Probabilistic Neural Networks (PNN). A type of neural network using kernel-based approximation to form an estimate of the probability density functions of classes in a classification problem. One of the so-called Bayesian networks (see Speckt, 1990; Patterson, 1996; Bishop, 1995).

Probability-Probability Plots.
You can visually check for the fit of a theoretical distribution to the observed data by examining the *probability-probability* plot (also called *Probability Plot*, see example below). In *probability- probability* plots (or P-P plots for short) the observed cumulative distribution function is plotted against the theoretical cumulative distribution function. As in the Quantile-Quantile plot, the values of the respective variable are first sorted into ascending order. The *i*th observation is plotted against one axis as i/n (i.e., the observed cumulative distribution function), and against the other axis as *F(x _{(i)}*), where

*F(x*) stands for the value of the theoretical cumulative distribution function for the respective observation

_{(i)}*x*. If the theoretical cumulative distribution approximates the observed distribution well, then all points in this plot should fall onto the diagonal line.

_{(i)}

Probability-Probability Plots - Categorized.
In this graph, you can visually check for the fit of a theoretical distribution to the observed data by examining each *probability-probability* plot (also called *Probability Plot*, see also Probability-Probability Plots) for the respective level of the grouping variable (or user-defined subset of data). In *probability-probability* plots (or P-P plots for short) the observed cumulative distribution function is plotted against the theoretical cumulative distribution function. As in the Categorized Quantile-Quantile plot, the values of the respective variable are first sorted into ascending order. The *i*th observation is plotted against one axis as *i/n* (i.e., the observed cumulative distribution function), and against the other axis as *F(x _{(i)}*), where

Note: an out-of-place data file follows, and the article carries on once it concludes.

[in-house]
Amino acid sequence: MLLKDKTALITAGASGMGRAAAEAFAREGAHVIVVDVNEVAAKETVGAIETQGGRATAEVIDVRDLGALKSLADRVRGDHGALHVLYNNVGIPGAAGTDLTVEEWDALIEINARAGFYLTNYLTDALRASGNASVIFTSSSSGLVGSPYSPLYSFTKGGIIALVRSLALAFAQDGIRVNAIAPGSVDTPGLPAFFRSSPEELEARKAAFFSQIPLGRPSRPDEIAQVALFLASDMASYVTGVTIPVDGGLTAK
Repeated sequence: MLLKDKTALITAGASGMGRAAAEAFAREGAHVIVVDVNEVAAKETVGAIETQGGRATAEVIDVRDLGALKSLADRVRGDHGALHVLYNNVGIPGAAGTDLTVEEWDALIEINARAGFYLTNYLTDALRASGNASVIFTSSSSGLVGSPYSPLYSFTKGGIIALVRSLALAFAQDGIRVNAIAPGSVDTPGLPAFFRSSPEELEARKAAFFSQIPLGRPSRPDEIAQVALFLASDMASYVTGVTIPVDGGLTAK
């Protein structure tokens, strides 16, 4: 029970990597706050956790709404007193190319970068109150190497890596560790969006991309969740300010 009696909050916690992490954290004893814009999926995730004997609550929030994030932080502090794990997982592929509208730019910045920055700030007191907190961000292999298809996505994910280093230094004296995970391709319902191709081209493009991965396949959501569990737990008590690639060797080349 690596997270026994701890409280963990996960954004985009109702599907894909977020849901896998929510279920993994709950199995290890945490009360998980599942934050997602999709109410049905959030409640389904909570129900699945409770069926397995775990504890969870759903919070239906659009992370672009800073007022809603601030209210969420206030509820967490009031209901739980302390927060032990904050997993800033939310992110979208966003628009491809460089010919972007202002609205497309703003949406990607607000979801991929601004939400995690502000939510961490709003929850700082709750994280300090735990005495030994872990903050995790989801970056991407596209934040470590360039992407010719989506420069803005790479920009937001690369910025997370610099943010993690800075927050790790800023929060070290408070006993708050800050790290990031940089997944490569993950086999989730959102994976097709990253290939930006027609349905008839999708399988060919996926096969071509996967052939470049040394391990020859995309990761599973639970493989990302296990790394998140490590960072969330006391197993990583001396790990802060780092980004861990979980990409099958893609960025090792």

*F(x*) stands for the value of the theoretical cumulative distribution function for the respective observation

_{(i)}*x*. If the theoretical cumulative distribution approximates the observed distribution well, then all points in this plot should fall onto the diagonal line. One component graph is produced for each level of the grouping variable (or user-defined subset of data) and all the component graphs are arranged in one display to allow for comparisons between the subsets of data (categories).

_{(i)}
Process Analysis.
In industrial settings, *Process Analysis* refers to a collection of analytic methods which can be used to ensure adherence of a product to quality specifications. These methods include Sampling Plans, Process (Machine) Capability Analysis, fitting measurements to Non-Normal Distributions, analysis of Gage Repeatability and Reproducibility and Weibull and Reliability/Failure Time Analysis.

For more information, see the Process Analysis chapter.

Pruning (in Classification Trees).
*Pruning* a classification tree refers to the use of the automatic "right-sized" tree selection procedures developed by Breiman et. al. (1984). These procedures are designed to find, without relying on subjective judgment, the "right-sized" classification tree, that is, a classification tree with an appropriate number of splits and optimal predictive accuracy. The process of determining the "right-sized" classification tree is described in the Computational Methods section of the Classification Trees chapter.

Pseudo-components. Pseudo-components are transformed values of the components (plotted in Ternary graphs) where:

x'_{i} = (x_{i}-L_{i})/(Total-L)

Here,* x' _{i}* stands for the

*i*th pseudo-component,

*x*stands for the original component value,

_{i}*L*stands for the lower constraint (limit) for the

_{i}*i*th component,

*L*stands for the sum of all lower constraints (limits) for all components in the design, and Total stands for the mixture total. This transformation makes the coefficients for different factors comparable in size.

(See Cornell, 1993, Chapter 3).

Pseudo-Inverse Algorithm. An algorithm to efficiently optimize a linear model; also known as singular value decomposition (see Bishop, 1995; Press et. al., 1992; Golub and Kahan, 1965).